When we had arrived at last at the ford by which we were to pass out, we met with those fashionable mourners who had been ferried over along with us, and who, being unwilling to go as far as we, had coasted by the shore to find the place, where they waited our coming; that, by showing themselves to the world only at the time when we did, they might seem also to have been among the troubles of the grotto." Here the waters that rolled on the other side so deep and silent were much dried up, and it was an easier matter for us to wade over. ::•The river being crossed, we were received upon the further bank by our friends and acquaintance, whom Comfort had brought out to congratulate our appearance in the world again. Some of these blamed us for staying so long away from them, others advised us against all temptations of going back again: every one was cautious not to renew our trouble, by asking any particulars of the journey; and all concluded, that in a case of so much melancholy and affliction we could not have made choice of a fitter companion than Patience. Here Patience, appearing serene at her praises, delivered us over to Comfort. Comfort smiled at his receiving the charge; immediately the sky purpled on that side to which he turned, and double day at once broke in upon me.

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PARNELL.

:, No. 502. MONDAY, OCTOBER 6. ,

Melius, pejus, prosit, obsit, nit vident nisi quod lubent. ;

. , TER. Heaut. Better or worse, profitable or disadvantageous, they see nothing

but what they list.

WHEN men read, they taste the matter with which they are entertained according as their own respective studies and inclinations have prepared them, and make their reflections accordingly. Some perusing Roman writers would find in them, whatever the subject of the discourses were, parts which implied the grandeur of that people in their welfare or their politics. As for my part, who am a mere Spectator, I drew this morning conclusions of their eminence in what I think great, to wit, in having worthy sentiments, from the reading a comedy of Terence. The play was the Self-Tormentor. 'It is from the beginning to the end a perfect picture of human life, but I did not observe in the whole one passage that · could raise a laugh. How well disposed must that people be who could be entertained with satisfaction by so sober and polite mirth? In the first scene of the comedy, when one of the old men accuses the other of impertinence for interposing in his affairs, he answers, “I am a man, and can not help feeling any sorrow that can arrive at man. It is said, this sentence was réceived with an universal applause. There can not be a greater argument of the general good understanding of a people, than a sudden consent to give their approbation of a sentiment which has no emotion in it. If it were spoken with ever so great skill in the actor, the manner of uttering that sentence could have nothing in it which could strike any but people of the greatest humanity, nay, people elegant and skilful in observations upon it. It is possible he might have laid his hand on his breast, and with a winning insinuation in his countenance, expressed to his neighbour that he was a man who made his case his own; yet I'll engage a player in CoventGarden might hit such an attitude a thousand times before he would have been regarded. I have heard that a minister of state, in the reign of queen Elizabeth, had all manner of books and ballads brought to him,* of what kind soever, and took great notice how much they took with the people; upon which he would, and certainly might, very well judge of their present dispositions, and the most proper way of applying them according to his own purposes. What passes on the stage, and the reception it meets with from the audience, is a very useful instruction of this kind. According to what you may observe on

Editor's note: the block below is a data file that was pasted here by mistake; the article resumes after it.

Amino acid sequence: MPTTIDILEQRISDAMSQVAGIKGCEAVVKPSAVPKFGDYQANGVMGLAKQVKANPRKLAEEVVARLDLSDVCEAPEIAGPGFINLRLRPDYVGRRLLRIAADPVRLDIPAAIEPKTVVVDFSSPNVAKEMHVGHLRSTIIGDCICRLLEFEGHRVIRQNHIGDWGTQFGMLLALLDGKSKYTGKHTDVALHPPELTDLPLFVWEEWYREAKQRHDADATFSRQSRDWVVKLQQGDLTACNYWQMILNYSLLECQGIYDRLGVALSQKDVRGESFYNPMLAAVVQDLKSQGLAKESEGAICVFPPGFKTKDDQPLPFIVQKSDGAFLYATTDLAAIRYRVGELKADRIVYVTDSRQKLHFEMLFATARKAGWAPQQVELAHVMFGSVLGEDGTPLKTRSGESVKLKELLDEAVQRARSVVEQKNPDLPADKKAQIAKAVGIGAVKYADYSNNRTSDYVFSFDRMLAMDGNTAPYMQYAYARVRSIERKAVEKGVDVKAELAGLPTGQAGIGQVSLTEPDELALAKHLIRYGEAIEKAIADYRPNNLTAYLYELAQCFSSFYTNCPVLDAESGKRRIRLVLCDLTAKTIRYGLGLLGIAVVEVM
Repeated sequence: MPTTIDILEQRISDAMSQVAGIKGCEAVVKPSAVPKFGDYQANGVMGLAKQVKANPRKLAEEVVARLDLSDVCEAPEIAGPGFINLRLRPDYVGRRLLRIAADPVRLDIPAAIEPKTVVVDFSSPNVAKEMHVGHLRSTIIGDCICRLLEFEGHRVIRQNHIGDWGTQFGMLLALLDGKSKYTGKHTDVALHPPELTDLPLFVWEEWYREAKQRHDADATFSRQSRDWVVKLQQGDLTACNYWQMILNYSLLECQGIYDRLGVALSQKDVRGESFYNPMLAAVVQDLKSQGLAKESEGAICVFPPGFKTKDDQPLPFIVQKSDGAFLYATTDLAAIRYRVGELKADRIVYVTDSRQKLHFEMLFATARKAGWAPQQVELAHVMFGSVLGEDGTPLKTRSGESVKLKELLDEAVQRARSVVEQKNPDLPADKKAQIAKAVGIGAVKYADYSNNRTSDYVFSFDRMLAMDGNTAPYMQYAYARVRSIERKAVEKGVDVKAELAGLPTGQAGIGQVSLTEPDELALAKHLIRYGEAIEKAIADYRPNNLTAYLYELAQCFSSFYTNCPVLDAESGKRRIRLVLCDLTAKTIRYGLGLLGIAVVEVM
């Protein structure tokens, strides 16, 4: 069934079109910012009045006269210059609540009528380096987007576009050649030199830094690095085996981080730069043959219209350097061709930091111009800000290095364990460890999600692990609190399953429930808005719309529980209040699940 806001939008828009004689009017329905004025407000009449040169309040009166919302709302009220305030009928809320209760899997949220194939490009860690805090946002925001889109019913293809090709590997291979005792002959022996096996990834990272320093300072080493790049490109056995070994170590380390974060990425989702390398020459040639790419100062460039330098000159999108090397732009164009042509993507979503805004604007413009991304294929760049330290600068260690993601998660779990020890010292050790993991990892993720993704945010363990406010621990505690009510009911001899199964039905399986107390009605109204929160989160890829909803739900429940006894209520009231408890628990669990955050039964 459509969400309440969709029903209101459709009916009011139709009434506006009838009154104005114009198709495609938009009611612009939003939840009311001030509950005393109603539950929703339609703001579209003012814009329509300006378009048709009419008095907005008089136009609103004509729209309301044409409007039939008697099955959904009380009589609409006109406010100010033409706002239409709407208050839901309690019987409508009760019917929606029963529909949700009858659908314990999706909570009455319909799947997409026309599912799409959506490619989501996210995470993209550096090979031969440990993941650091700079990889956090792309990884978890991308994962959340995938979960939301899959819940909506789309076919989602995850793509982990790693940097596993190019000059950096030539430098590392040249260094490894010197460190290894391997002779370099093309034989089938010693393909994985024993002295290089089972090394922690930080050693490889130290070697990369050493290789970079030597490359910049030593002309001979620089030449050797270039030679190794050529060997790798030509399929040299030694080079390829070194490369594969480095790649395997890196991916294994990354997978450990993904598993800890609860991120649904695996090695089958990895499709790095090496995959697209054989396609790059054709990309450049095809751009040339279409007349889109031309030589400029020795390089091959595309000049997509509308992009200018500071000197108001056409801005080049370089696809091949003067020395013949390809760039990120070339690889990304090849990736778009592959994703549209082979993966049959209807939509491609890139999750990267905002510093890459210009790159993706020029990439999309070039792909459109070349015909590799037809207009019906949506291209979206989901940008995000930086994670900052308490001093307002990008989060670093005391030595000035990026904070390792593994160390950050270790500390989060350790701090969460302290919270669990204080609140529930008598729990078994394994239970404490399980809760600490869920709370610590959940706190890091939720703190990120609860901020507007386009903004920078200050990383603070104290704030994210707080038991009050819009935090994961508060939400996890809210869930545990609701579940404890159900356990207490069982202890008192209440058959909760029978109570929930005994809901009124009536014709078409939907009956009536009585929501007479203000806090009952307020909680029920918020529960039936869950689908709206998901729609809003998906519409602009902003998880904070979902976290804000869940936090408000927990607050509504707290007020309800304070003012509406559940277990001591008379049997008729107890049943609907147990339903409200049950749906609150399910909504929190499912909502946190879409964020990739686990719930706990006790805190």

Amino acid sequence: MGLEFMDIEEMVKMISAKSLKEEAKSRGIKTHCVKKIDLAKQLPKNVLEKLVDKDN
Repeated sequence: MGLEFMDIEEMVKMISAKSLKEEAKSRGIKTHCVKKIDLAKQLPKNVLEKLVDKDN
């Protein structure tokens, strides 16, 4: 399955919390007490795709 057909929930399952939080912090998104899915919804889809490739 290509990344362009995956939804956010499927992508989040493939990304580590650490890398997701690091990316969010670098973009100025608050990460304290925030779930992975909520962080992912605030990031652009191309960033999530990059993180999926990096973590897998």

*I knew,' says Mr. Fletcher, 'a very wise man who believed, that if a man were permitted to make all the ballads, he need not care care who should make the laws of a nation.'